A new RAND report questions whether the US's complex and expensive aviation security screening procedures provide sufficient benefits to outweigh their costs.
Although the report does not directly ask whether the US Transportation Security Administration is worth the money, it's perhaps inevitable nearly 11 years after 9/11 that the mood has shifted to one that no longer automatically accepts security at any price.
The report points out that TSA spent approximately $6.5 billion to protect the aviation system in the fiscal year 2011 and costs borne by airlines and passengers for security measures—including time spent in screening queues—are estimated to add another $7.4 billion annually.
Judging by reader comments on our story posted at ATWonline.com, there's a sense that the TSA's multi-layered and burdensome approach to security screening creates a lot of hassle and frustration, but doesn't always improve security.
I especially liked this comment:
"As a pilot in uniform, I remember going through TSA security screening and having to empty my "Brain Bag" for a detailed inspection of its contents. As I reloaded my bag, I asked the screener what the purpose of this exercise was.
With complete sincerity, this individual told me that it was necessary to ensure there was nothing in it which "would allow me to take control of an aircraft."
And yes, some of the antics you see at airport security do make you wonder what's really being achieved when we shed our shoes, clothes, toiletries, keys and dignity in full view of total strangers.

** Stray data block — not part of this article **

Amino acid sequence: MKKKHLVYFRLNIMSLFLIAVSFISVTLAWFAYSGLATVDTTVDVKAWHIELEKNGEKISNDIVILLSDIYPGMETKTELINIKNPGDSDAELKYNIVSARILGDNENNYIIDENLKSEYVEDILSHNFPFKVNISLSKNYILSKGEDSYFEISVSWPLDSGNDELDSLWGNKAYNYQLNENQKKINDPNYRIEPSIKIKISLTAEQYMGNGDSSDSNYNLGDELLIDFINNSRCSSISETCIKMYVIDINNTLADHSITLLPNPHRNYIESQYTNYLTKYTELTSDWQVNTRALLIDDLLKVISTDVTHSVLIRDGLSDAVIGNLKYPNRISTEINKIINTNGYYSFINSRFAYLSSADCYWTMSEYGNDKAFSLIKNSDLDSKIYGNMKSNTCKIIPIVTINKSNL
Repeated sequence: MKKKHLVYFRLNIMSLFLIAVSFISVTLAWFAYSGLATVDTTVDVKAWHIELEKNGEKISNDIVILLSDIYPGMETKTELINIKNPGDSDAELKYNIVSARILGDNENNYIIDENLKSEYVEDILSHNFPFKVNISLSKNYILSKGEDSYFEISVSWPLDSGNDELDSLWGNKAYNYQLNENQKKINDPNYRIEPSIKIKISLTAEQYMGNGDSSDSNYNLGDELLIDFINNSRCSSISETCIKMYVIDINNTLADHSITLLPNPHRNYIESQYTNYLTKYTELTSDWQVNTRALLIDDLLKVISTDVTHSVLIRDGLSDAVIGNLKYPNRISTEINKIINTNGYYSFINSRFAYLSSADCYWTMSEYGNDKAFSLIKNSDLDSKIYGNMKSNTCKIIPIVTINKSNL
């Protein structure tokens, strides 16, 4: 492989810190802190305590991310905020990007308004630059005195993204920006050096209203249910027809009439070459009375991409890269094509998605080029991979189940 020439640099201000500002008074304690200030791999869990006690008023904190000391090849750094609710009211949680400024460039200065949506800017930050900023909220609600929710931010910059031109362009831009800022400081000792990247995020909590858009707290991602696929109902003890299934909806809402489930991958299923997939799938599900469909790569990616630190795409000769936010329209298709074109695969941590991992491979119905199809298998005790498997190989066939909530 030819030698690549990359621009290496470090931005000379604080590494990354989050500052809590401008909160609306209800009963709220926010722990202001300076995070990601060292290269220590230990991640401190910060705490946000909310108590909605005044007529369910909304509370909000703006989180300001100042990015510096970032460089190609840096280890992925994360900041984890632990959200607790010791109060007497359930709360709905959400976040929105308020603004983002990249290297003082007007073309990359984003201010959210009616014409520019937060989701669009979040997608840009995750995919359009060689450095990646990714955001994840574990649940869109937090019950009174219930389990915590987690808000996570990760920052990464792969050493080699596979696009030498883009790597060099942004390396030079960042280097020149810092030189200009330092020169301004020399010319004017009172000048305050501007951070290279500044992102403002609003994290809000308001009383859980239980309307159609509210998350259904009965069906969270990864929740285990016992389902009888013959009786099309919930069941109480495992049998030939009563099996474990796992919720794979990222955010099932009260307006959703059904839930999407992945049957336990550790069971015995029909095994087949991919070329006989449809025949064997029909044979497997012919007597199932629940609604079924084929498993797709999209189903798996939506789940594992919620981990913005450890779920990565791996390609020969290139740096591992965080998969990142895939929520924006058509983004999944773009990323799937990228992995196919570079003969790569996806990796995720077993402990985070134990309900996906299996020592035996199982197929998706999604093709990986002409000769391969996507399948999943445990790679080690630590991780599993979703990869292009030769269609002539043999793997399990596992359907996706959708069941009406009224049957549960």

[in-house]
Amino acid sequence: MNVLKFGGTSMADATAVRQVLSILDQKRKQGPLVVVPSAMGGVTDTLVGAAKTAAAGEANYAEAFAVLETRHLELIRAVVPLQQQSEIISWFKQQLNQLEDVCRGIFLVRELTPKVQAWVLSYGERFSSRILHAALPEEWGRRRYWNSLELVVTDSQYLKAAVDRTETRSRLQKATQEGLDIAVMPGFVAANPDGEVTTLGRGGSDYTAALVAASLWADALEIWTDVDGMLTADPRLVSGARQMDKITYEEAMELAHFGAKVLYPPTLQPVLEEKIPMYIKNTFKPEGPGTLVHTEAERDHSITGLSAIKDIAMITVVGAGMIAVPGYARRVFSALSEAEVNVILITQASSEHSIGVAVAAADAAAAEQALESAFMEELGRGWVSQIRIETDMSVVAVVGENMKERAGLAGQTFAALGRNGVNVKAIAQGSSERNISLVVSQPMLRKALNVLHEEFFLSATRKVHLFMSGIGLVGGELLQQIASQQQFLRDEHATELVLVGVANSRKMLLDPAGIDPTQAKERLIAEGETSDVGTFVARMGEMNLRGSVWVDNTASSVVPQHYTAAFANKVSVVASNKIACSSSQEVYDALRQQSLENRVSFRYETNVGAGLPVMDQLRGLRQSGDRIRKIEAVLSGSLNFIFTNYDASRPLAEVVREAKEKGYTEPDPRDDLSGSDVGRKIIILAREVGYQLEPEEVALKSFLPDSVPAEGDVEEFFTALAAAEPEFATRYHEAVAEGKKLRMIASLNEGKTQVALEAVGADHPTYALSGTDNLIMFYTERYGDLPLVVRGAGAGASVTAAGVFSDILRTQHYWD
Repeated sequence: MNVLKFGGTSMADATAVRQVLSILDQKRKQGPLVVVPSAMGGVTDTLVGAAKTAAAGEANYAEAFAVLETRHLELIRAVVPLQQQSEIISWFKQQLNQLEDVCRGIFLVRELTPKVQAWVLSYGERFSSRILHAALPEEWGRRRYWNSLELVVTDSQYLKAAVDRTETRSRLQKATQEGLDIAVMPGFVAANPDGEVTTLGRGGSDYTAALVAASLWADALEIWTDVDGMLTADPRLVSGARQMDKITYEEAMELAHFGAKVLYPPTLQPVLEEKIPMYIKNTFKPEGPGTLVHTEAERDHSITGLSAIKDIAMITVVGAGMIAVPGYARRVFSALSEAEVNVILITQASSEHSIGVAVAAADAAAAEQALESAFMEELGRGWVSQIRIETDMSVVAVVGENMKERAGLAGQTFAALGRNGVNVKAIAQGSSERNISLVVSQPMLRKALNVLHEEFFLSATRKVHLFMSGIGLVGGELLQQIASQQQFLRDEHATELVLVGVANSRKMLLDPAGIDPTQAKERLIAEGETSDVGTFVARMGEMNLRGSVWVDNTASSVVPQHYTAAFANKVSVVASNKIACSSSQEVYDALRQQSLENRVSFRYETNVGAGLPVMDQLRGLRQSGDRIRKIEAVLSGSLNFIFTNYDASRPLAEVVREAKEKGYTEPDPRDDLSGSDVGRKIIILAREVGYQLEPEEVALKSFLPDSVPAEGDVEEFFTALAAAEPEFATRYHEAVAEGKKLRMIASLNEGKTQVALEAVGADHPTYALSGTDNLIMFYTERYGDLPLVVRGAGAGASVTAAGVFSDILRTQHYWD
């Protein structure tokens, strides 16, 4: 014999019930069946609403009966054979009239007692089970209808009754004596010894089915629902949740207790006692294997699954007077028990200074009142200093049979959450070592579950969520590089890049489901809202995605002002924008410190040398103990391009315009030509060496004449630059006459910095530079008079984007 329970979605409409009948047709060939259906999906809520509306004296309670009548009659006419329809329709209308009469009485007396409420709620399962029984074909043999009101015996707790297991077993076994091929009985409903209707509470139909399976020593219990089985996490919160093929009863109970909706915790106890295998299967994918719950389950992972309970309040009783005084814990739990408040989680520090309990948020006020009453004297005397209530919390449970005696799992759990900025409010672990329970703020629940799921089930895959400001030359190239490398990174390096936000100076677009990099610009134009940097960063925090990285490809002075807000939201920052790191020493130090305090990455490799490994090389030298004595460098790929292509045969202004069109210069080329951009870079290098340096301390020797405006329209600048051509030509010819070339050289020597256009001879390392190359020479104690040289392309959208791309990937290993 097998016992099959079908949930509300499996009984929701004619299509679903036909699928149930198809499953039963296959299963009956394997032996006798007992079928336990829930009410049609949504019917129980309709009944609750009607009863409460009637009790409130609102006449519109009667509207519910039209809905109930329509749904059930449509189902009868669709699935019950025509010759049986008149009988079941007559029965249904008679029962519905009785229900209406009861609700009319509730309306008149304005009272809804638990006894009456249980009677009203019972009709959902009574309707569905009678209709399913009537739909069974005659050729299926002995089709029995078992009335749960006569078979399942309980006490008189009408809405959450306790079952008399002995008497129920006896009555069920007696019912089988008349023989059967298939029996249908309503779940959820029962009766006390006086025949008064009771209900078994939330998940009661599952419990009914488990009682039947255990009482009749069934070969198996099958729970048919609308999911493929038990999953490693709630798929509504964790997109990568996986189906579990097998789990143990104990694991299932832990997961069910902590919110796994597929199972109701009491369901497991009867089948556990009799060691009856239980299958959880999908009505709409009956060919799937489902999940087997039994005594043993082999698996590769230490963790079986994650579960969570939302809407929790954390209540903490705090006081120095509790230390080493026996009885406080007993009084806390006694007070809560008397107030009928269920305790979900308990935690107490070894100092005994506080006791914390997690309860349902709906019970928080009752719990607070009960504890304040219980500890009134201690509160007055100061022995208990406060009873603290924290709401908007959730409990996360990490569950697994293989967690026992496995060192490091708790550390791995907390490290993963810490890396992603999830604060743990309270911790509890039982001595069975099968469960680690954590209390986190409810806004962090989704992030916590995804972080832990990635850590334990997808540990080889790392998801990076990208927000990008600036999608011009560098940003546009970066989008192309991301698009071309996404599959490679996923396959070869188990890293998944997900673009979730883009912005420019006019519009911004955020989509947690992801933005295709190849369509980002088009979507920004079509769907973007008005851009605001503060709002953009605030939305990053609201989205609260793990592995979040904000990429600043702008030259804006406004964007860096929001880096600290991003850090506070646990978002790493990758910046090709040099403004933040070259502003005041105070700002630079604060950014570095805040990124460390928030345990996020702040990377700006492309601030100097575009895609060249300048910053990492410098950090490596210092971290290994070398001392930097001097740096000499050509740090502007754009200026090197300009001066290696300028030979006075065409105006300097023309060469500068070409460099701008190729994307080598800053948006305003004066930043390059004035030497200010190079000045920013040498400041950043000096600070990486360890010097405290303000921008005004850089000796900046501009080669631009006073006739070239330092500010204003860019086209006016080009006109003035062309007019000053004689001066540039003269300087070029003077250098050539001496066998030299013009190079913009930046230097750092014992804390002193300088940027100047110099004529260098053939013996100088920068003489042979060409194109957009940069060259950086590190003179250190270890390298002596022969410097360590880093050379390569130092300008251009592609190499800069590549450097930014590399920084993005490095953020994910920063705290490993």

In addition, according to this NYTimes article, there seems to be no near-term solution for ending what is one of the most time-consuming and frustrating parts of the screening process - removal of shoes.
However, all of this still ignores the most important fact of all. Eleven years on and despite numerous attempts, there has not been another successful terrorist attempt to bring down a commercial airplane. And TSA has made many improvements in how it manages the difficult balance of properly screening people while ensuring reasonable, minimum hassle flow of passengers. At most US airports these days, the screening norm is a fairly organized and relatively short process. Trusted Traveler programs and the continued implementation of common sense measures are helping.
We can't and shouldn't go back to the pre-9/11 days, even if, as the RAND report points out, the US's annual commercial aviation security costs were a few million dollars rather than today's billions. And while the report laments the economic impact of screening hassle and public frustration on the commercial aviation business, there's no question that the economic fallout of a successful terrorist attack would be far worse and globally felt.
TSA still has work to do. But we are better off for it as an industry and as travelers.